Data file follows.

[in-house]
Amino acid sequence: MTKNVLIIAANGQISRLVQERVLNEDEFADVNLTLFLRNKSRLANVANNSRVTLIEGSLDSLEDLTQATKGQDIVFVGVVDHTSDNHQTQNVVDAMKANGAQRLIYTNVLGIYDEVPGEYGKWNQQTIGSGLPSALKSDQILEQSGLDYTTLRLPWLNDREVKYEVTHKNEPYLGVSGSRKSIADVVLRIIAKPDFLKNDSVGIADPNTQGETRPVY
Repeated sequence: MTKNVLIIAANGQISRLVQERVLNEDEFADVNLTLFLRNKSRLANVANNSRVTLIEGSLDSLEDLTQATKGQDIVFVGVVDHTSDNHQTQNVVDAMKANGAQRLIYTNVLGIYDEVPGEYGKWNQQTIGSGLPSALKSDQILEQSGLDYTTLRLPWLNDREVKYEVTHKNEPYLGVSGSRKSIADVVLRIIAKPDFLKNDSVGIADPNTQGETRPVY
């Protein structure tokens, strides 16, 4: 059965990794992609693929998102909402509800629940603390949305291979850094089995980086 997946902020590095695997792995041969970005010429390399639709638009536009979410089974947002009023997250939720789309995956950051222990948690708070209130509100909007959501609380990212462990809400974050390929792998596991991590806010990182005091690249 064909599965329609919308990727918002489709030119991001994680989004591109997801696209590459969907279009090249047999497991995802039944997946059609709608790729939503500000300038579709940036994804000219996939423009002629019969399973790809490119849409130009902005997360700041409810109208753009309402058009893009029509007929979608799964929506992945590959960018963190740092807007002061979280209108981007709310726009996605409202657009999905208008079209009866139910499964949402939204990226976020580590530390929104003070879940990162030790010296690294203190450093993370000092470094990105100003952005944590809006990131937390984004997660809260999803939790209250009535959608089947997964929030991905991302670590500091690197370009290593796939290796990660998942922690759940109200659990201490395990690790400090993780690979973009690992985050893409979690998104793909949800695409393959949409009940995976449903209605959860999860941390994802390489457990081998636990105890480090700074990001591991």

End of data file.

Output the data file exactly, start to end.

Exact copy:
[in-house]
Amino acid sequence: MTKNVLIIAANGQISRLVQERVLNEDEFADVNLTLFLRNKSRLANVANNSRVTLIEGSLDSLEDLTQATKGQDIVFVGVVDHTSDNHQTQNVVDAMKANGAQRLIYTNVLGIYDEVPGEYGKWNQQTIGSGLPSALKSDQILEQSGLDYTTLRLPWLNDREVKYEVTHKNEPYLGVSGSRKSIADVVLRIIAKPDFLKNDSVGIADPNTQGETRPVY
Repeated sequence: MTKNVLIIAANGQISRLVQERVLNEDEFADVNLTLFLRNKSRLANVANNSRVTLIEGSLDSLEDLTQATKGQDIVFVGVVDHTSDNHQTQNVVDAMKANGAQRLIYTNVLGIYDEVPGEYGKWNQQTIGSGLPSALKSDQILEQSGLDYTTLRLPWLNDREVKYEVTHKNEPYLGVSGSRKSIADVVLRIIAKPDFLKNDSVGIADPNTQGETRPVY
């Protein structure tokens, strides 16, 4: 059965990794992609693929998102909402509800629940603390949305291979850094089995980086 997946902020590095695997792995041969970005010429390399639709638009536009979410089974947002009023997250939720789309995956950051222990948690708070209130509100909007959501609380990212462990809400974050390929792998596991991590806010990182005091690249 064909599965329609919308990727918002489709030119991001994680989004591109997801696209590459969907279009090249047999497991995802039944997946059609709608790729939503500000300038579709940036994804000219996939423009002629019969399973790809490119849409130009902005997360700041409810109208753009309402058009893009029509007929979608799964929506992945590959960018963190740092807007002061979280209108981007709310726009996605409202657009999905208008079209009866139910499964949402939204990226976020580590530390929104003070879940990162030790010296690294203190450093993370000092470094990105100003952005944590809006990131937390984004997660809260999803939790209250009535959608089947997964929030991905991302670590500091690197370009290593796939290796990660998942922690759940109200659990201490395990690790400090993780690979973009690992985050893409979690998104793909949800695409393959949409009940995976449903209605959860999860941390994802390489457990081998636990105890480090700074990001591991």